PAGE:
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The Heritage Law Center, LLC Blog

Using Trusts in Planning for Long-term Care

POSTED ON: February 25, 2011

With long-term care costs reaching $90,000 per year in Massachusetts, a long-term nursing home stay can easily impoverish all but the wealthiest of families. However, by using proper estate planning techniques, including trusts, you can protect your family from such financial devastation. Here are a couple of the options available in planning for MassHealth (Medicaid) qualification.

Planning with a Medicaid (MassHealth) Trust

An irrevocable trust, sometimes called a “Medicaid Trust,” is a financial instrument used to protect vital assets. Upon creation, assets that the trust creator wishes to shelter are placed into the trust. They are then entitled to receive all income or dividends generated by those assets, but cannot directly receive principal. If the principal were directly accessible then it would also be subject to nursing home costs. In this manner, assets can be preserved for future generations while still providing a regular stream of income.

An irrevocable trust can be used to shelter real estate only, or to shelter real estate and other investments such as stocks, bonds or cash. Because MassHealth’s five-year look-back period still applies to irrevocable trusts, they are most useful as planning tools for people who are relatively healthy, and who are not expected to go into a nursing home within five years.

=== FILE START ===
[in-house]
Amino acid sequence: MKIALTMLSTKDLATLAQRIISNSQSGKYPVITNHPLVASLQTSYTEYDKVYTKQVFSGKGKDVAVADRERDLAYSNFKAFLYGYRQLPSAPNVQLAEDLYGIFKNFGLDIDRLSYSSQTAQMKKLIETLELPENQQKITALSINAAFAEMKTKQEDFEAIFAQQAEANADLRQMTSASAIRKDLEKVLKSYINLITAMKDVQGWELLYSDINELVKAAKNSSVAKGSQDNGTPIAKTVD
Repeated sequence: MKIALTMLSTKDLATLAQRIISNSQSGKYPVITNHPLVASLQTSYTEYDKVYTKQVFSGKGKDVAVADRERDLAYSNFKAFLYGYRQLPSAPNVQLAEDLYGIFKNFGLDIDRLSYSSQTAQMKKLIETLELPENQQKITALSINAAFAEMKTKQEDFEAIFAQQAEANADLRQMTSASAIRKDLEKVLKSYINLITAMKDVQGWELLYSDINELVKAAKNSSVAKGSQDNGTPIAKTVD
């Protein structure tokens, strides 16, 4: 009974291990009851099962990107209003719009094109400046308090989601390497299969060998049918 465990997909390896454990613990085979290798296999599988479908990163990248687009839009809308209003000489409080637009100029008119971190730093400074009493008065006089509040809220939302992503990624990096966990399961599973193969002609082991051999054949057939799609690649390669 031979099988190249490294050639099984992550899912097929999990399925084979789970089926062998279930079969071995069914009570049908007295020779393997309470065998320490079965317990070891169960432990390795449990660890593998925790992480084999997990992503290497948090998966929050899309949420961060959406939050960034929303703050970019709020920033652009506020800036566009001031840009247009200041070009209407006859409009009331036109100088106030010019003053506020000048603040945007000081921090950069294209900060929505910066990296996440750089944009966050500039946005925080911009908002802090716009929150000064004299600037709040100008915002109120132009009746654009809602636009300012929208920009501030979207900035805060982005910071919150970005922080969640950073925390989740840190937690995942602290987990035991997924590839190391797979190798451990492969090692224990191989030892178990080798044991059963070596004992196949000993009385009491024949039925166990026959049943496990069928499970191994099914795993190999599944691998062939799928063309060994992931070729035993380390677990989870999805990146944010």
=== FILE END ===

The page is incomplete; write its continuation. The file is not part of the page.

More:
The Pourover Trust Can Provide Flexibility

A pourover trust is different from an irrevocable trust in it is completely revocable and can be amended at any time. A pourover trust allows a married couple to shelter assets while still allowing access to the principal. This is accomplished by using what is known as a “testamentary trust” coupled with a will and revocable trust.

Generally, one married spouse will die before the other. Since it is impossible to know who will pass first, both husband and wife should be parties to a joint revocable trust. The assets to be protected from nursing home costs can then be placed into that trust, and remain fully accessible. When one spouse dies, the terms of the revocable trust cause some or all of the assets in trust to “pour over” to the estate of the spouse who has died. That spouse’s will would then devise those assets to a testamentary trust for the benefit of the surviving spouse, to maintain the spouse in his or her accustomed standard of living. Since testamentary trusts are exempt from long-term care costs, the assets in the trust are fully protected.

The pourover trust provides great flexibility because it is revocable during the lifetime of both spouses, and the spouses have full control over the assets without interference from the courts or their children. Additionally, the pourover trust is not subject to the look-back period for MassHealth (Medicaid) eligibility.